The Tragic Death Of Annie Star Lois De Banzie

Actor Lois De Banzie has died at the age of 91, per The Hollywood Reporter. She died on April 3 at her home in Greenbrae, California, per The San Francisco Chronicle. She was a stage and screen actor who played Eleanor Roosevelt in the 1982 film version of “Annie.” She also had small roles in “Tootsie,” “Sudden Impact,” “Sister Act,” “Addams Family Values,” and “Naked Gun 33 ⅓, to name just a handful of her many roles, per IMDb.

De Banzie was born on May 4, 1930, in Glasgow, Scotland. She made her television debut in an episode of “Perry Mason” in 1957. In a career that spanned nearly 40 years, she racked up an impressive list of film and television credits including “The Fugitive,” “Mannix,” “Hill Street Blues,” “Cheers,” “Home Improvement,” “Murder She Wrote,” and “Major Dad,” per IMDb.

Her family chose not to reveal the cause of her death, per Outsider. Information on survivors was not made available, per Deadline.

She was a star of stage, screen, and television

Lois De Banzie received her Tony nomination for her headlining role as Myrtle Brown in the revival of “Morning’s at Seven” on Broadway in 1981. She also won the Drama Desk award for that role. She played 564 performances of “Morning’s at Seven.” De Banzie also appeared in “The Last of Mrs. Lincoln” on Broadway from 1972 to 1973. She starred in the popular play “Da” opposite Bernard Hughes from 1978 to 1980 and in “The Octette Bridge Club” in 1985,” per Outsider.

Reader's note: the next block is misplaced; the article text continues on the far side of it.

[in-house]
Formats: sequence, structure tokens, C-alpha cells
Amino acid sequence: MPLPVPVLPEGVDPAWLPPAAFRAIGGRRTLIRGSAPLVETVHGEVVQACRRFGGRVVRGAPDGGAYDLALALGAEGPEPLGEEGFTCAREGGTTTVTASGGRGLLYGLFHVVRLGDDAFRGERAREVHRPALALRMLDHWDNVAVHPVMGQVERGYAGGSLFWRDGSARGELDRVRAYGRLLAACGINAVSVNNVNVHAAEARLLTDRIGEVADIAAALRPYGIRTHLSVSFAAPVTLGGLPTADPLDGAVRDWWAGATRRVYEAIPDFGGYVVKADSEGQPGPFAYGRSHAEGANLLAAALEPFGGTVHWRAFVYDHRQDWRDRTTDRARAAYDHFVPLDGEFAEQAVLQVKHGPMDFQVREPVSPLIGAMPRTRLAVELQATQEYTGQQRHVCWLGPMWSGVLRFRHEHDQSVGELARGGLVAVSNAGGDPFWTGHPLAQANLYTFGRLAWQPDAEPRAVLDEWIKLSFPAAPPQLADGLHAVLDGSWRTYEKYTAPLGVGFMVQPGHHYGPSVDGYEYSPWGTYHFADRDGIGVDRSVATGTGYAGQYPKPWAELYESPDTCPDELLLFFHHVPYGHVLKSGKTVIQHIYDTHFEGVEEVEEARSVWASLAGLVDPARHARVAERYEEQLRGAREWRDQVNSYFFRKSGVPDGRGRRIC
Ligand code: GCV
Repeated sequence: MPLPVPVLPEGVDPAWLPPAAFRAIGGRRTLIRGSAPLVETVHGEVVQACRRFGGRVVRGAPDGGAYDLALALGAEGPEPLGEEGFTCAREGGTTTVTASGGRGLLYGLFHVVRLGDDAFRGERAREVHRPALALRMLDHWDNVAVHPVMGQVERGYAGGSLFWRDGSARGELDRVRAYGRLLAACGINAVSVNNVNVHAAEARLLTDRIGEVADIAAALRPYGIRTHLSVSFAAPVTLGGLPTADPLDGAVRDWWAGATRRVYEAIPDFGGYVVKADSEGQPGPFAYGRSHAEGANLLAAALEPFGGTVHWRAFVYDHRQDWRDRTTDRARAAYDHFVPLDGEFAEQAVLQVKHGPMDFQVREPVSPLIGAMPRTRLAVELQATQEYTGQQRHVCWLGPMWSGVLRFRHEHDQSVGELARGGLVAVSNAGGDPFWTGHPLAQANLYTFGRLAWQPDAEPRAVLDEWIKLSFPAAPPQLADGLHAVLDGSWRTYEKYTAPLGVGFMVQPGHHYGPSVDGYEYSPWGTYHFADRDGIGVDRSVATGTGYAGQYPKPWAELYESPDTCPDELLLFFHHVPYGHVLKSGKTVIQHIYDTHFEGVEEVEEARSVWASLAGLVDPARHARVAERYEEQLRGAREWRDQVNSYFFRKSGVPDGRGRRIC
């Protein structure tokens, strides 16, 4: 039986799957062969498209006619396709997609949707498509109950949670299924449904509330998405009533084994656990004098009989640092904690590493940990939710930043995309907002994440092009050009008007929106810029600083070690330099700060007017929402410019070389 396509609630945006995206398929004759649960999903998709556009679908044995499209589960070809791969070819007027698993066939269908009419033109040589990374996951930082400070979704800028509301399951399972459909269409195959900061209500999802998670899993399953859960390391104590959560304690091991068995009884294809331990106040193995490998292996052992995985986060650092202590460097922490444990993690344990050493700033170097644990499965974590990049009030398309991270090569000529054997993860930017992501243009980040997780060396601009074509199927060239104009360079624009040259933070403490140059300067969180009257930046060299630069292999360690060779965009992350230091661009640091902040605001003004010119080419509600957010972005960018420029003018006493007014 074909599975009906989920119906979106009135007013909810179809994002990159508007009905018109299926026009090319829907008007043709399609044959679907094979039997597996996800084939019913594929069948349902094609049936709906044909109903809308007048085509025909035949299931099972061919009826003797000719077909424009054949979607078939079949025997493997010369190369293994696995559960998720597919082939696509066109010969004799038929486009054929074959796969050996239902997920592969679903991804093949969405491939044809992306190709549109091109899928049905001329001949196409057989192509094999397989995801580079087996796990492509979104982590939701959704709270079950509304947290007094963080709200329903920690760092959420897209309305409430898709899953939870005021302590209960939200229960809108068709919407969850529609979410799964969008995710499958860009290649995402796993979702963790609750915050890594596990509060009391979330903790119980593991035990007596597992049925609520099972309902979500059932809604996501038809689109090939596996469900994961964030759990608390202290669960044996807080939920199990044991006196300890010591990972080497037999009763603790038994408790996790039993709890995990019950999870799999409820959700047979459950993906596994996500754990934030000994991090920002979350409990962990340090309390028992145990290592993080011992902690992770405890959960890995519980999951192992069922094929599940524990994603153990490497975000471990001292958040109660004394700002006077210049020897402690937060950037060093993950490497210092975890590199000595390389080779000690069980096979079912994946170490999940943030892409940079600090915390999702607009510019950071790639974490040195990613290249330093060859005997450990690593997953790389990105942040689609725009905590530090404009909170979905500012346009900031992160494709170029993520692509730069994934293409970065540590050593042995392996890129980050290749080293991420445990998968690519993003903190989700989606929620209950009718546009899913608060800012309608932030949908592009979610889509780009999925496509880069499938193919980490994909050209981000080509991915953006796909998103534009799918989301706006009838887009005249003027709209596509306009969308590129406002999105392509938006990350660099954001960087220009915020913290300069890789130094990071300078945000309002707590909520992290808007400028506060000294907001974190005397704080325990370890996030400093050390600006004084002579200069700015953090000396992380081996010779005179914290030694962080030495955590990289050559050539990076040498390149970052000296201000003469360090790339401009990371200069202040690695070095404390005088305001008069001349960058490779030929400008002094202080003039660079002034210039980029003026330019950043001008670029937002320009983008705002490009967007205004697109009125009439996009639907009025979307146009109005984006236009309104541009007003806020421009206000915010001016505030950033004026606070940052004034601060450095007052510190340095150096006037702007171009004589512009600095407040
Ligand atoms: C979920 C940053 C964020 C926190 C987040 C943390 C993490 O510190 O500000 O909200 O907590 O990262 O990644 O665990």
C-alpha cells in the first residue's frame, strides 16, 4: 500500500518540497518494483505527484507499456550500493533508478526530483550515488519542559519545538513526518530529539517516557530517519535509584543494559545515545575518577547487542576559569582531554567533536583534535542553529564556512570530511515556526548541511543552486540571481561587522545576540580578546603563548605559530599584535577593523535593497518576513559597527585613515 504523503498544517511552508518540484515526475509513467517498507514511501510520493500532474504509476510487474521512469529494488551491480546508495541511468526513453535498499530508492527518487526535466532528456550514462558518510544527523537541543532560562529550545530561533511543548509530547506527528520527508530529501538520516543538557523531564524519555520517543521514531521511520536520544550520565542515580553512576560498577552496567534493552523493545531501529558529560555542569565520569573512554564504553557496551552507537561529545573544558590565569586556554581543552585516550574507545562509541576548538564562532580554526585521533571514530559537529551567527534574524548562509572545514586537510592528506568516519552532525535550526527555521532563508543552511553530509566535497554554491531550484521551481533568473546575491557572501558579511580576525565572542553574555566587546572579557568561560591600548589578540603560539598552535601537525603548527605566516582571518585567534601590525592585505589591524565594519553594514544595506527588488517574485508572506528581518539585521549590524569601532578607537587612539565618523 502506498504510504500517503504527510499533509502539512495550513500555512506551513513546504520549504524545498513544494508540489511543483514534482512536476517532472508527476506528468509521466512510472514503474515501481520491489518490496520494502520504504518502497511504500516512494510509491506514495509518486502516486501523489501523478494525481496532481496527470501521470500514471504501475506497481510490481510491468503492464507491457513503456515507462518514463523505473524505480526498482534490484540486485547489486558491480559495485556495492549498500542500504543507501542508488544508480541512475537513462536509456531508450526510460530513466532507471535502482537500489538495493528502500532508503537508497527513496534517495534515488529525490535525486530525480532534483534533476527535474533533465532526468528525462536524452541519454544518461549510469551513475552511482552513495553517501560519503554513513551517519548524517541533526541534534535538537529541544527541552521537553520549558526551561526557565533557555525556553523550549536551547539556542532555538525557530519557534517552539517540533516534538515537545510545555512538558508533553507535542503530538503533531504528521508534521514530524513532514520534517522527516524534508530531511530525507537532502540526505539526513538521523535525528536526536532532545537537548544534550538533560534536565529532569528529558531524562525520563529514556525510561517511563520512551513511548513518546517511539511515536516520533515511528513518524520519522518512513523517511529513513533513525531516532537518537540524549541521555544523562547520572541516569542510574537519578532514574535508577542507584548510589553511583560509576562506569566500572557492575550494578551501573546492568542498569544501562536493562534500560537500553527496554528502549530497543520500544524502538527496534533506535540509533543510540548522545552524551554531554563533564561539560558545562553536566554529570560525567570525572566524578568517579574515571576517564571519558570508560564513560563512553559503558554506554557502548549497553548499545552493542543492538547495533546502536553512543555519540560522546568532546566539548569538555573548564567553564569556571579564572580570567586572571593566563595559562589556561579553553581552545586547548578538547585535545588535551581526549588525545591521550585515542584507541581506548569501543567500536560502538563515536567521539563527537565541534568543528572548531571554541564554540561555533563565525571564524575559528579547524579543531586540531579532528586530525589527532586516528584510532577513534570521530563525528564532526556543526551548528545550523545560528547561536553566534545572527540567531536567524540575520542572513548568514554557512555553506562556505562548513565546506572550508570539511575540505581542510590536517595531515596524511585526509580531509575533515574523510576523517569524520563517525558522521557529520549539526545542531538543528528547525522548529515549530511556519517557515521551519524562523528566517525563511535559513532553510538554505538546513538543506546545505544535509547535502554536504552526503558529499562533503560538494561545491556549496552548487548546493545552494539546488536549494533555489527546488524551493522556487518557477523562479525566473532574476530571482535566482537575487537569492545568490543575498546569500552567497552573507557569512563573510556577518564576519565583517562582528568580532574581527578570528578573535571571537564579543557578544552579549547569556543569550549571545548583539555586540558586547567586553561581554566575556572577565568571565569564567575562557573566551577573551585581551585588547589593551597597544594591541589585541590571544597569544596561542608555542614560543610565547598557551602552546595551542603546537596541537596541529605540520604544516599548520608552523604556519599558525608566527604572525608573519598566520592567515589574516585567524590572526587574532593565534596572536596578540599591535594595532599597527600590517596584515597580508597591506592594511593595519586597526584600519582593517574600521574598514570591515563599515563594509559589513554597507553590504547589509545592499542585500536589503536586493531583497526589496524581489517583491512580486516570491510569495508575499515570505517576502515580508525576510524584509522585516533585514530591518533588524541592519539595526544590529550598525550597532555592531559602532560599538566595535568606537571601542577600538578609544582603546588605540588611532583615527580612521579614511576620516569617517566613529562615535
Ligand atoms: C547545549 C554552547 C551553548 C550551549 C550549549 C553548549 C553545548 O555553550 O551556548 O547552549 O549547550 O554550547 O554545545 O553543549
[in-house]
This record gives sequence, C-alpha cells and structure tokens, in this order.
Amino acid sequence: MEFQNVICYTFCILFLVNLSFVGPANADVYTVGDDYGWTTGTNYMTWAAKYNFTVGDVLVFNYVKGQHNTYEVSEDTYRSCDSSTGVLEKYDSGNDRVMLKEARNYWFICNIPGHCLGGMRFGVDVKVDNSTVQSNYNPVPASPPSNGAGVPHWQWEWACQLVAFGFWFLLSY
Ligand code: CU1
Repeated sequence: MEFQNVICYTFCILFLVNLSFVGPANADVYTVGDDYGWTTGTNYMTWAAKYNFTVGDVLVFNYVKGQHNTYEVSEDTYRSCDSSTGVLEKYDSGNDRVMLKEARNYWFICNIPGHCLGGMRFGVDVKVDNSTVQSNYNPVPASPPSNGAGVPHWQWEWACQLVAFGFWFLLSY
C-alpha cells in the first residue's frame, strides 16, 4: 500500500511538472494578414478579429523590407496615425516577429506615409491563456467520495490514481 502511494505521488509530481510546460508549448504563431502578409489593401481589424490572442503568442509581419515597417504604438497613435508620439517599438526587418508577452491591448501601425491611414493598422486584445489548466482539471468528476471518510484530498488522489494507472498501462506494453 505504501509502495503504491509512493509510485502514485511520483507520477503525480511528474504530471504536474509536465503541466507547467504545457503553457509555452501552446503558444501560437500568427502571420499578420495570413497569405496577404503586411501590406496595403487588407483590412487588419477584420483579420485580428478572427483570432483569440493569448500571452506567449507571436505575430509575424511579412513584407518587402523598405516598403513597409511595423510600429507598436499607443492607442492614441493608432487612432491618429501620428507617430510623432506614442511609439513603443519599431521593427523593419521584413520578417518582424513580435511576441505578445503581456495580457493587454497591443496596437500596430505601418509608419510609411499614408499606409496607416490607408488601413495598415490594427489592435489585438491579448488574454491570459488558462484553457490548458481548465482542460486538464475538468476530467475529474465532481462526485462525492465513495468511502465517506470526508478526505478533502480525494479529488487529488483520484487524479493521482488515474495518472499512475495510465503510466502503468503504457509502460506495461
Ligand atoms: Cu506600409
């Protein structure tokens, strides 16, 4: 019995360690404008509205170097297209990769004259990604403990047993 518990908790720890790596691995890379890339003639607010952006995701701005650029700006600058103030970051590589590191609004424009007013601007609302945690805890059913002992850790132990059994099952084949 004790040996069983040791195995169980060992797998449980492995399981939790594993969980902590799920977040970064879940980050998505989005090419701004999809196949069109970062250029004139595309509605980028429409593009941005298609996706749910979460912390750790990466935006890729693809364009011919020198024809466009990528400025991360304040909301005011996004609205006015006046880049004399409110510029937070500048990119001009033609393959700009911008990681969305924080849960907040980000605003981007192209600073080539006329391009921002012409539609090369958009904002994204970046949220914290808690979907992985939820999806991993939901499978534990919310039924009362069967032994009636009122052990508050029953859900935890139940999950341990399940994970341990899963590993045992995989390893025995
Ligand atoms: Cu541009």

In film and television, De Banzie specialized in small to medium roles. She was a character actor with steady work over her 39-year career. Among her last roles were three television movies in the mid-1990s — “Children of the Dark,” “Where Are My Children,” and “Diagnosis Murder.” Her very last role was as Mrs. Winthrop in 1996’s “Dunston Checks In,” per IMDB.

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